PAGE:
Warm weather would not prevent osteoporosis. There would be no mechanism for it to do that. In fact, the rates of hip fractures are higher among southern states in the United States, probably due to the higher percentage of older individuals living in those areas. However, there are some advantages to warmer climates when it comes to preventing and treating osteoporosis.
For example, a warmer climate usually means being outside more. Although you are likely to get more exposure to sunshine (Question 52), the amount of sun exposure needed to provide enough vitamin D is too variable to count on for your daily dose of Vitamin D. Additionally, most clinicians recommend regular use of sun block. So, use sun block regularly and take a Vitamin D supplement daily.
Warmer climates make it easier for you to exercise outdoors. You are much more likely to walk outside when the weather is warmer year-round. This would give you incentive to get at least 30 minutes of exercise daily. Exercise, as you know by now, is critical to keeping your bones strong. Sometimes, cold weather can make chronic conditions, such as arthritis, feel worse. Increased pain may prevent you from getting your necessary exercise (see Question 96).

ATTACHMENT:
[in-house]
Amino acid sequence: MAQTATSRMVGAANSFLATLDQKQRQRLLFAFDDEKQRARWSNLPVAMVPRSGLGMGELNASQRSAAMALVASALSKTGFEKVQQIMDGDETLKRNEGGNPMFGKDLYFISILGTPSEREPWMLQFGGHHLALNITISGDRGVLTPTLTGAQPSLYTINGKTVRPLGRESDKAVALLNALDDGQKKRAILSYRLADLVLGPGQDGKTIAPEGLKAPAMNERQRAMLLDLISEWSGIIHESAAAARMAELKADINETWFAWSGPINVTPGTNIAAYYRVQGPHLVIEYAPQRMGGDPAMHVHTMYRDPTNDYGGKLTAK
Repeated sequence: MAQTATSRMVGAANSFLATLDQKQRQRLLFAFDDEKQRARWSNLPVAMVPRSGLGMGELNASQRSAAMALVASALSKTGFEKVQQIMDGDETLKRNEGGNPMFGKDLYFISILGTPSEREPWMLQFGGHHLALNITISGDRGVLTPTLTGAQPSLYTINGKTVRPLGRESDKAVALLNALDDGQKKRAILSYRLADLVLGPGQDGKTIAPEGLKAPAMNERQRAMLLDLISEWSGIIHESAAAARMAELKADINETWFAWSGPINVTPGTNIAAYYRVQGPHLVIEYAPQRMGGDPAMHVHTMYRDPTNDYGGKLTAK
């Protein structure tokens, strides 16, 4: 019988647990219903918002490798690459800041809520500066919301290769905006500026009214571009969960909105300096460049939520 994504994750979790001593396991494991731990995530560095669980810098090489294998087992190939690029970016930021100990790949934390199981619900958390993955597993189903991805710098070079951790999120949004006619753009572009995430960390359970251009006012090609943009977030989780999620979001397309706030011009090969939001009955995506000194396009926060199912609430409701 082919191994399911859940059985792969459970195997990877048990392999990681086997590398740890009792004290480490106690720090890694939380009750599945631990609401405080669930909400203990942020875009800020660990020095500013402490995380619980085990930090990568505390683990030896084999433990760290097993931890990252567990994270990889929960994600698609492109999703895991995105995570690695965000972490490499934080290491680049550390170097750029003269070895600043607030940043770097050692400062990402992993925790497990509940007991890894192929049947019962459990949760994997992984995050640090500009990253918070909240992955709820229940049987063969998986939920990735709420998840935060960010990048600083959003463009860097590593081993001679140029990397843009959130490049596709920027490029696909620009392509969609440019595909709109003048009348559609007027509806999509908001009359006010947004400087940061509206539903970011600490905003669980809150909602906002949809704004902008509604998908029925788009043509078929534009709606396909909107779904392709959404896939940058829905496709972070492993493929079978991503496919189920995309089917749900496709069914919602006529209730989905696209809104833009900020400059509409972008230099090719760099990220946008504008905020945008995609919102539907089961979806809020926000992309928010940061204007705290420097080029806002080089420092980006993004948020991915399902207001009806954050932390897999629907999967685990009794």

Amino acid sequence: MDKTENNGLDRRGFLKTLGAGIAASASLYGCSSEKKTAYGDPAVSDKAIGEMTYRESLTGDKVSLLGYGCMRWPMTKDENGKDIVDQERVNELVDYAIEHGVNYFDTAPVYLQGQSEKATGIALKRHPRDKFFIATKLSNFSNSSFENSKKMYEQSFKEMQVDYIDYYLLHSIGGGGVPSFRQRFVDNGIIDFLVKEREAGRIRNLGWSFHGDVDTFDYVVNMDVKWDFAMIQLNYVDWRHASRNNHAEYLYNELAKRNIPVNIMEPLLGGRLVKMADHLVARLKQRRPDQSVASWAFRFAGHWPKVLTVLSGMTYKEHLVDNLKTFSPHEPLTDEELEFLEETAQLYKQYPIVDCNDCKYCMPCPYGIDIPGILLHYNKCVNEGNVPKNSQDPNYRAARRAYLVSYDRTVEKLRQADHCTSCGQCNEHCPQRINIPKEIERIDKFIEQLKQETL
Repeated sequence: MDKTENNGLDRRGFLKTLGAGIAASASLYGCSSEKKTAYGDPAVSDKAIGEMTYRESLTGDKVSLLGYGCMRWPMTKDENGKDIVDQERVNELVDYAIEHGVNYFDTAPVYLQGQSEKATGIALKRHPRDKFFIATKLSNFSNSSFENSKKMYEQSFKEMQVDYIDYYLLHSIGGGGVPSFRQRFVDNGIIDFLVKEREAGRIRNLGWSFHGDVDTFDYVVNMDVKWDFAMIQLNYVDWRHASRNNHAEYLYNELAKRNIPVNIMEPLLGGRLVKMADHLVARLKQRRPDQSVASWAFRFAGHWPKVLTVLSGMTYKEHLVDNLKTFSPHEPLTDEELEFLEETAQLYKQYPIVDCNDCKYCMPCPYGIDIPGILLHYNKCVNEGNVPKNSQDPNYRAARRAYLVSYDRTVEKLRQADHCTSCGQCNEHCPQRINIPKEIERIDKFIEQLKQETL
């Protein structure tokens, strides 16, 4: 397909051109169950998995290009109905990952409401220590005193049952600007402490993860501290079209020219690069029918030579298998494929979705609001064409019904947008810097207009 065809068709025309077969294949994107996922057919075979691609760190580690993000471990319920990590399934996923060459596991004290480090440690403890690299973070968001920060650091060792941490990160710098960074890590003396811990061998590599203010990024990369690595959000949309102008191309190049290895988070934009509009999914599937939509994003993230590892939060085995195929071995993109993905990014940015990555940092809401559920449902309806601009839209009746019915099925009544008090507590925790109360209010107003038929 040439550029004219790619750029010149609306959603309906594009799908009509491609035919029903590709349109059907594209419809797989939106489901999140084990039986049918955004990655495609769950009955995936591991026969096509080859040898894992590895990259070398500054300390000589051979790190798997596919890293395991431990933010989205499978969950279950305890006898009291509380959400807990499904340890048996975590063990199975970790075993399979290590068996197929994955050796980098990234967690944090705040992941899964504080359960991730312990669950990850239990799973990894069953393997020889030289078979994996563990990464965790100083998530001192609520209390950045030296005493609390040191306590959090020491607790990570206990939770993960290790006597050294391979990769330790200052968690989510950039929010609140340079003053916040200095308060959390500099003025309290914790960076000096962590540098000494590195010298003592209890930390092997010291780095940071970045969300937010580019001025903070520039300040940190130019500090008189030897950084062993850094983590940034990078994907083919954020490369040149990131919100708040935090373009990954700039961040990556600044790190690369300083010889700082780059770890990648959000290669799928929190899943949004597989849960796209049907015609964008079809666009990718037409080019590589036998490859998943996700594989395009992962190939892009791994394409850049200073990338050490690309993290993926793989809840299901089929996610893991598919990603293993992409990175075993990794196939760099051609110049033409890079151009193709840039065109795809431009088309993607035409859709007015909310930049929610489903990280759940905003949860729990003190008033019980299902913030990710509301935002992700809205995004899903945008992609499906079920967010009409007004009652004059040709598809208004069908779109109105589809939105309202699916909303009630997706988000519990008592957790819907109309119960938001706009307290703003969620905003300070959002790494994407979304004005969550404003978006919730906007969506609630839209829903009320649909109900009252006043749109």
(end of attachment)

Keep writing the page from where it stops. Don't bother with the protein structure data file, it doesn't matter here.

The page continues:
If you don't have snow and ice to worry about, you're much less likely to fall, at least outside during the winter. That's certainly a big relief for people who have watched their every step in slippery conditions!
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Thank you for deciding to learn more about the disorder, Osteoarthritis. Inside these pages, you will learn what it is, who is most at risk for developing it, what causes it, and some treatment plans to help those that do have it feel better. While there is no definitive “cure” for Osteoarthritis, there are ways in which individuals can improve their quality of life and change the discomfort level to one that can be tolerated on a daily basis.